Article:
LEGAL UPDATE: Statutory Durable Power of Attorney Changes
So you finally did it...
You finally quit procrastinating and were able to create your own Will Package. You met with an attorney, put pen to paper, and safely created a plan for your future. Now what? As with anything, the law is constantly changing and evolving. In House Bill 1974 the 2017 Texas legislature passed a significant update to the Durable Power of Attorney Act, effective as of September 1, 2017.
What does that mean? This change greatly enhances the uses of a Statutory Durable Power of Attorney (“SDPOA”). Remember, the SDPOA is the document that allows you to name who you want to make your business and financial decisions in the event of incapacity or disability.
As we always suggest, if your SDPOA is more than a year old, consider reviewing it to see if these changes are worth updating.
Some benefits of this change include:
- A photocopy or computer scan of a SDPOA now has the same legal effect as the original document. Under prior law, copies were often rejected in favor of the original or of a certified copy. The new law does allow the Principal to limit or eliminate the use of copies by saying so in the original SDPOA. However, granting legal validity to copies makes using a SDPOA much easier when the bank, broker or other financial institution is far from home.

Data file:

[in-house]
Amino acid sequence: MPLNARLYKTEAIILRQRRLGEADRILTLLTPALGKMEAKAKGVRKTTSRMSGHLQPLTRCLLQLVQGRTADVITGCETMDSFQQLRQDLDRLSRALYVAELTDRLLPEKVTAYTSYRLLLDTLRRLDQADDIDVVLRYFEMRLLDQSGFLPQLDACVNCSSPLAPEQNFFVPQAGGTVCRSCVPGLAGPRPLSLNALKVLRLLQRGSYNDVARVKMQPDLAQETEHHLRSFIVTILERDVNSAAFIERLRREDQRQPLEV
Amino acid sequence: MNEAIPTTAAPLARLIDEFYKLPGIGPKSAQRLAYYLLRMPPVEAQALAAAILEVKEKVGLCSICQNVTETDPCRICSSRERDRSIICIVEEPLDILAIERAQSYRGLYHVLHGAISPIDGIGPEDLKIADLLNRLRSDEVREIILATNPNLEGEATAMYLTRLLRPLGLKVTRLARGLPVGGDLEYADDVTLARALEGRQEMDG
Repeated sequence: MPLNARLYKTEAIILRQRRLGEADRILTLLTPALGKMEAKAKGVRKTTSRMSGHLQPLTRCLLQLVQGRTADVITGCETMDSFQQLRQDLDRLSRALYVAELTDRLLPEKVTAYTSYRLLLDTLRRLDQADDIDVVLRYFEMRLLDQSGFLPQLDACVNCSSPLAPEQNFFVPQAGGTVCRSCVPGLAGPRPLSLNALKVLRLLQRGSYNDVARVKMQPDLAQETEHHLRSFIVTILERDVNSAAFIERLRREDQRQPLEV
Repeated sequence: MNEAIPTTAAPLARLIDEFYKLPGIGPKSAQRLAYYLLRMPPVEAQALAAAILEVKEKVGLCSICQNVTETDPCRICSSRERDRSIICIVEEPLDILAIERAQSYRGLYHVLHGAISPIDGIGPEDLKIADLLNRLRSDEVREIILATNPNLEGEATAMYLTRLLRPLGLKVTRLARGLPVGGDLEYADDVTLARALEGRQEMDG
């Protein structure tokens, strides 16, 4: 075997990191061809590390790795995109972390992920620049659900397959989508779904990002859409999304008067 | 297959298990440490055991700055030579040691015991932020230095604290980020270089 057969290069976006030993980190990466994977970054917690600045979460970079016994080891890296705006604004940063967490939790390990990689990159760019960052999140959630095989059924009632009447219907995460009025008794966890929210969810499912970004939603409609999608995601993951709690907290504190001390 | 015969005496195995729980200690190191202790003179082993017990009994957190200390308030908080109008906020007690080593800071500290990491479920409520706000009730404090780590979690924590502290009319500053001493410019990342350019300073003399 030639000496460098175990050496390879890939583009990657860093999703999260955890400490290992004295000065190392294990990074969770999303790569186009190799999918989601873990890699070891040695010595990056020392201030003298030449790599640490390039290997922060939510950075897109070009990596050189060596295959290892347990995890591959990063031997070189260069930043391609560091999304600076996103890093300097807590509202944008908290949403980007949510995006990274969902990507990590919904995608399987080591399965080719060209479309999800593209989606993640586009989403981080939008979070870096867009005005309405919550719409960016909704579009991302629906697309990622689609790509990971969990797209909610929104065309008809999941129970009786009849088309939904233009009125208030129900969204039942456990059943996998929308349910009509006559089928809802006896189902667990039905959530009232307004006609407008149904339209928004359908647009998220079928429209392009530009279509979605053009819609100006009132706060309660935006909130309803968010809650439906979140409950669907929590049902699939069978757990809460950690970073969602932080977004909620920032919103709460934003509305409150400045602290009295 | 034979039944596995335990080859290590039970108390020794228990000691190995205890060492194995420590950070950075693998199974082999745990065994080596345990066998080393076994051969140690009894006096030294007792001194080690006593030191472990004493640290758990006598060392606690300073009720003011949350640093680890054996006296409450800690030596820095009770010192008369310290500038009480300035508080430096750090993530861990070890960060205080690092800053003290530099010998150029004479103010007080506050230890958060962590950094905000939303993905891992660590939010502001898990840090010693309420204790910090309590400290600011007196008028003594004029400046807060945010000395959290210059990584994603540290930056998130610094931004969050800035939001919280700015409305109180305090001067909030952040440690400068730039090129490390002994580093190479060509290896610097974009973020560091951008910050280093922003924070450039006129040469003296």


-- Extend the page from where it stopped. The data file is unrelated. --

- Co-agents may be appointed by the Principal, who can act independently of each other unless the SDPOA states otherwise.
- The law now allows the Principal to select a person to appoint additional Successor Agents. For instance, if the Agent is your spouse and the Successor Agent is your daughter, you can give someone power to appoint another Successor Agent to act if your spouse and daughter both die, resign or become incapacitated.
- If allowed in the SDPOA, the Agent may delegate authority to others. For instance, the Agent could hire a bank to help pay bills, or could hire a property manager to handle rent property.
- If allowed in the SDPOA, the Principal can allow the Agent to create a Living Trust, to make gifts, or to handle beneficiary designations. However, if those powers are not expressly granted in the SDPOA the Agent does not have those powers.
- A financial institution can no longer “decide” to refuse to accept a SDPOA. Under the new law, a financial institution must now comply with a new set of procedures in order to refuse to accept a SDPOA.
There are additional changes that have been made under this new legislation, which are significant. We encourage everyone to meet with a qualified attorney to have a better understanding as to how the new SDPOA can affect your planning. Although the new legislation gives the agent more flexibility, each situation will be different. The SDPOA is not a “one size fits all.” You want to be sure your SDPOA is drafted for your particular situation.
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